As part of getting ready for Budapest, I have been thinking about theological noncognitivism. It is the claim that religious discourse is meaningless, and is related to moral noncognitivism. Most logical positivists were theological and moral noncognitivists, claiming that such discourse was meaningless because it was unverifiable. The verificationist criterion of meaning has been criticised at great length and I would not wish to hang any claims upon it. Yet, I think there is something right about it when it come to religion. One basic difference is that I do not think that the content of religious beliefs is unverifiable simplicita. Yes, it is often such as to make testing it (I use the different term to indicate a less stringent notion) difficult but it is possible to treat religious claims as factual claims about the world and, as such, find adequate evidence for judging it reasonable to conclude them false. However, as I have often stated in this blog, this is definitely not the way religious people normally treat religious discourse, instead ensuring that religious claims are protected against possible falsification. In other words, it is not so much that religious claims are unverifiable but that religious social values make them so. At the same time, theists have to believe the claims to be true in something close enough to their literal meaning to motivate their religious behaviour. This is a position that is difficult to reconcile once it is thought about at any length – witness the great amount of theological discourse that tries to.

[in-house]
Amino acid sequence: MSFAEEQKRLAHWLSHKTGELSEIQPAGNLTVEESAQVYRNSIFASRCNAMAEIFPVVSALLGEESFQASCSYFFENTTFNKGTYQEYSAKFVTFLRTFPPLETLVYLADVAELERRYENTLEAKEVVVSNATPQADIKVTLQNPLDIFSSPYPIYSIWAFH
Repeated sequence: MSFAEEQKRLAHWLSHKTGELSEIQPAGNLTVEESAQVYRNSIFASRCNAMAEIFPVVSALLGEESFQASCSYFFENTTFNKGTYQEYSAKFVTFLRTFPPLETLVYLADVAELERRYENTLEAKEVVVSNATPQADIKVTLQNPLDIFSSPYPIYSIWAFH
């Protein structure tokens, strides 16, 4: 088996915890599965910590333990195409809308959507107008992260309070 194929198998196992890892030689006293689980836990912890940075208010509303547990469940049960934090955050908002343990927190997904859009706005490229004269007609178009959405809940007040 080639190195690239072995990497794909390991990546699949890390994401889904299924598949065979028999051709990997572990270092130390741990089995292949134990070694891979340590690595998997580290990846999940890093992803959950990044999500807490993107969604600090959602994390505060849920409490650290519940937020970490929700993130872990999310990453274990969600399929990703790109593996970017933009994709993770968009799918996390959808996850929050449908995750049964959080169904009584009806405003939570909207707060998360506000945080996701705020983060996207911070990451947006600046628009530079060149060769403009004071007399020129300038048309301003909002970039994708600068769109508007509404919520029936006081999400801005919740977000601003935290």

For me, the resultant difficulty has been how to express the noncognitivism that is part of my own position. I made an effort to express it in my Fixation of superstitious beliefs paper and will be talking about it in Budapest. Clearly, I can not simply say that religious discourse is meaningless. Firstly, as I’ve just explained, it is not just a matter of the claims made but also of the attitude taken. Secondly, I suspect that religious discourse is full of nonliteral meaning tied to the functions of religious practices. After some toing-and-froing, I’ve come to the conclusion that the best way to express what I am trying to get at is to talk about the noncognitive function of religious beliefs, i.e. the function of the beliefs which is not connected to their truth. This seems to nicely relate my views to those of standard theological noncognitivists, pointing toward both the similarities and the differences. At least, that is my hope.